OCOKA for Dummies

Doug Miller of Cry Havoc! is in the middle of has completed a fantastic series of posts teaching basic terrain analysis through our wargame of the moment, Flashpoint Campaigns:  Red Storm. These are worth bookmarking:

Also, Doug seems to like drawing his own separate map graphics outside the program as much as I do, which makes him an artiste.  Of, like, destruction.  A Raphael of reconnaissance.  A Warhol of war.  A Frank Lloyd Wright of…er, breaking stuff.  Look upon my map symbols, ye mighty, and despair.

Speaking of despair:  I am a habitually shallow planner, which is why I habitually get punched in the face.  I usually have a plausible plan at the start, although more often than not it’s the first coherent plan to come to mind rather than the result of examining all the alternatives.  I typically spend no time thinking about what to do with reinforcements until after they arrive.  My guesses about enemy plans are usually just that — a series of guesses about the conceivable, with not a lot of cogent thought behind why I think A instead of B.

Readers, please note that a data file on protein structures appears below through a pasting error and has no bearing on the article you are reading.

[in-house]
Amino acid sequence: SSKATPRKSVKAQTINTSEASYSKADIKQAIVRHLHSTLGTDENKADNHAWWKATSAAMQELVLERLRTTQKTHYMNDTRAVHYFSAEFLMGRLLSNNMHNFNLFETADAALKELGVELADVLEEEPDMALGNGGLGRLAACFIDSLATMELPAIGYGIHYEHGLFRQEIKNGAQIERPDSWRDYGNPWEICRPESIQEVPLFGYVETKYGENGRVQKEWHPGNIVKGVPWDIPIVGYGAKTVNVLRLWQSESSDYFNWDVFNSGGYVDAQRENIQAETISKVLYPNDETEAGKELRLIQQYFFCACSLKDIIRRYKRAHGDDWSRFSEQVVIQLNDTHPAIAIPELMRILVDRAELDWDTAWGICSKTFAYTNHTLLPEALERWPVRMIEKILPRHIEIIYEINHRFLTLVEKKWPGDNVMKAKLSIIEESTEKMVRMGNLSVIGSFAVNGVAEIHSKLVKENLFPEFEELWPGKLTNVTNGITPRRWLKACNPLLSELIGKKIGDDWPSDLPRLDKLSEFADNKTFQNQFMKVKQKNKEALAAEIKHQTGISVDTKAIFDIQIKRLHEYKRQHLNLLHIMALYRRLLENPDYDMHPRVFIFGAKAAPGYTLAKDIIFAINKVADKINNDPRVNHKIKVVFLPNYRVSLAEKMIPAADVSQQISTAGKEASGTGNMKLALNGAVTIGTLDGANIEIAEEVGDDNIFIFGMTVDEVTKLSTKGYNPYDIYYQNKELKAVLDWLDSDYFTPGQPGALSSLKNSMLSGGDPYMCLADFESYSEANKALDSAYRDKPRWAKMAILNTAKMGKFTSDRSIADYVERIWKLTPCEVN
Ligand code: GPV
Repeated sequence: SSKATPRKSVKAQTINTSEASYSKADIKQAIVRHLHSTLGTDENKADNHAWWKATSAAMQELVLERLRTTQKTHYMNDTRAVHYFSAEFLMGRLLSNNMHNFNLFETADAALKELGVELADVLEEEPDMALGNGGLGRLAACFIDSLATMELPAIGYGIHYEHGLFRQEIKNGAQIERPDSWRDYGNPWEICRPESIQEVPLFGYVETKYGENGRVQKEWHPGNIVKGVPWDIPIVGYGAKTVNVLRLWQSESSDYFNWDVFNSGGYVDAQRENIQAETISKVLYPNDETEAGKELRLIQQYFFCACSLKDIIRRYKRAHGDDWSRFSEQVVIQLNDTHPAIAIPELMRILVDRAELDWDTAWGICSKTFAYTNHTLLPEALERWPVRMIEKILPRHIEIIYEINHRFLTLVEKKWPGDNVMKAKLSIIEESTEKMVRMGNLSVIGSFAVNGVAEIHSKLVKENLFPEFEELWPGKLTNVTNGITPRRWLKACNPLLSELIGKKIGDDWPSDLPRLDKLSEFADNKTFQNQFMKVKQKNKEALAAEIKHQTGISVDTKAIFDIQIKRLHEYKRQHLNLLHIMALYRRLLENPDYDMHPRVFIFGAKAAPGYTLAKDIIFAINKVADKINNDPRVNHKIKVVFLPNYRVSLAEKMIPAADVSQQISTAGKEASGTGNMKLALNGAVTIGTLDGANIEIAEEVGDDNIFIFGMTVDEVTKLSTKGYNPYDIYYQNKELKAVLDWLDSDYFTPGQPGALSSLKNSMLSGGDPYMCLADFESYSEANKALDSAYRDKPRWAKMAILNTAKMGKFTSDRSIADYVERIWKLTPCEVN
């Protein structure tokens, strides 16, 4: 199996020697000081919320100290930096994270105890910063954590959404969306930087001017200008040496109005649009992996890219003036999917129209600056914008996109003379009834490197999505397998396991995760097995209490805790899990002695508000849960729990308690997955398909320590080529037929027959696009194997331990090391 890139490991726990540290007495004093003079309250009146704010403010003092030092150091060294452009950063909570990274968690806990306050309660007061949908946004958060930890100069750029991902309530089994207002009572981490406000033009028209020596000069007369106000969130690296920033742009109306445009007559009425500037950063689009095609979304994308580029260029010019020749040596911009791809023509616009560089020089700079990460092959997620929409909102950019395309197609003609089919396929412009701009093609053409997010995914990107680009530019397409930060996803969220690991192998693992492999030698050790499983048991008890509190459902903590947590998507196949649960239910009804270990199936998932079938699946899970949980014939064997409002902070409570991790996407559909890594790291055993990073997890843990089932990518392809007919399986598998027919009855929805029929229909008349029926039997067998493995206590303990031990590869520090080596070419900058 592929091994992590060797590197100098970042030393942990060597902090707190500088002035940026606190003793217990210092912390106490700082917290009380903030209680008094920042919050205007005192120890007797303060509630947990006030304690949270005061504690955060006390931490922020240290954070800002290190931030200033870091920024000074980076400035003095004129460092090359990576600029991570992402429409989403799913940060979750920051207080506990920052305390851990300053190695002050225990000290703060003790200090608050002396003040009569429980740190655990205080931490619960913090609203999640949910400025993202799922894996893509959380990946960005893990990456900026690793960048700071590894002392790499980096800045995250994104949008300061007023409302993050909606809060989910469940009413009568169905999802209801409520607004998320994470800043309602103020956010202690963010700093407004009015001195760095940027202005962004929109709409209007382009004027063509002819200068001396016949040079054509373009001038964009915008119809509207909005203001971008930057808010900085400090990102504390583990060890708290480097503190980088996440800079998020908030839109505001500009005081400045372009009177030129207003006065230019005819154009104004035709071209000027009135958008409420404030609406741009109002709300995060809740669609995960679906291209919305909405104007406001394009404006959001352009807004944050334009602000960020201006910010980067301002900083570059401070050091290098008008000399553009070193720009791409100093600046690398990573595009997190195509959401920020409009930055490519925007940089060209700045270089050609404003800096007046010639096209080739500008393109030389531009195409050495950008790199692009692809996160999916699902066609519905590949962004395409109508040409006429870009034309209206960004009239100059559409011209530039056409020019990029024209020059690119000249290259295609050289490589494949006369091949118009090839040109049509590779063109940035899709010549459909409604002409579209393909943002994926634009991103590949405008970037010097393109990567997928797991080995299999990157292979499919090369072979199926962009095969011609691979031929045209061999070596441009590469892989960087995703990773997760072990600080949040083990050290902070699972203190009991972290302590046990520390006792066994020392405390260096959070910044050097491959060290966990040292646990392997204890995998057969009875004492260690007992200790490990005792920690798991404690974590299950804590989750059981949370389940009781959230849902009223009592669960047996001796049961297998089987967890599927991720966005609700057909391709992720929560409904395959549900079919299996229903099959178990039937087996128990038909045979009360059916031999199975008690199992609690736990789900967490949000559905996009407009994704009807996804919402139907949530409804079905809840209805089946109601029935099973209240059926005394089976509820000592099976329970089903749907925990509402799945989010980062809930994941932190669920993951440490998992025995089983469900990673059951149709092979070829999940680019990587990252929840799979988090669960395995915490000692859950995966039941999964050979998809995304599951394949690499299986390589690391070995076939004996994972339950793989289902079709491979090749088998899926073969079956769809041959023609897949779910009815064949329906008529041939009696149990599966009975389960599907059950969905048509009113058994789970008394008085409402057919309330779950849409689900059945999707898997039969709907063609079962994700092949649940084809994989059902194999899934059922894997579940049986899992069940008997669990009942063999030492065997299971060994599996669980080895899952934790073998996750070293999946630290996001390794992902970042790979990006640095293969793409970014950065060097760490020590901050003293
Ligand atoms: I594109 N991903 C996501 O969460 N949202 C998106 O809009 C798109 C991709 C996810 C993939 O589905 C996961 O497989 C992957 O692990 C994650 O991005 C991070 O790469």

Admittedly, the Army’s OCOKA thing (or OAKOC, depending on which doctrine geeks you happen to be around…twenty years ago a Marine officer taught it to me as KOCOA) may seem vaguely overbaked.  But its pedantic formality forces you to develop a mental framework for thinking about the battlefield.  This particular battlefield.  From both sides.  Something like that could be quite useful when Team GOOP gets overrun by a Soviet tank battalion, like, totally unexpectedly.  I will try using it to impose some discipline of thought into my future planning.

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5 Responses to OCOKA for Dummies

  1. xbradtc says:

    Do you apply Troop Leading Procedures when you play your scenarios?

  2. Doug Miller says:

    Thanks for the kind words and the link! I’m glad you’re enjoying the series. I do like drawing maps outside of the game. I’m quite impressed with what you’ve done and am looking to steal, er, learn from your ideas.

    • RJL says:

      I find working up the graphics to be therapeutic. It gets me outside the frame of the game interface (which is always insistent upon doing rather than planning), and perhaps equally importantly, outside of the hex grid.

      At some point in the near future I’ll write up the tools that I’m using. Mostly I’m using the Inkspace open-source vector graphics package, which is free and surprisingly powerful.

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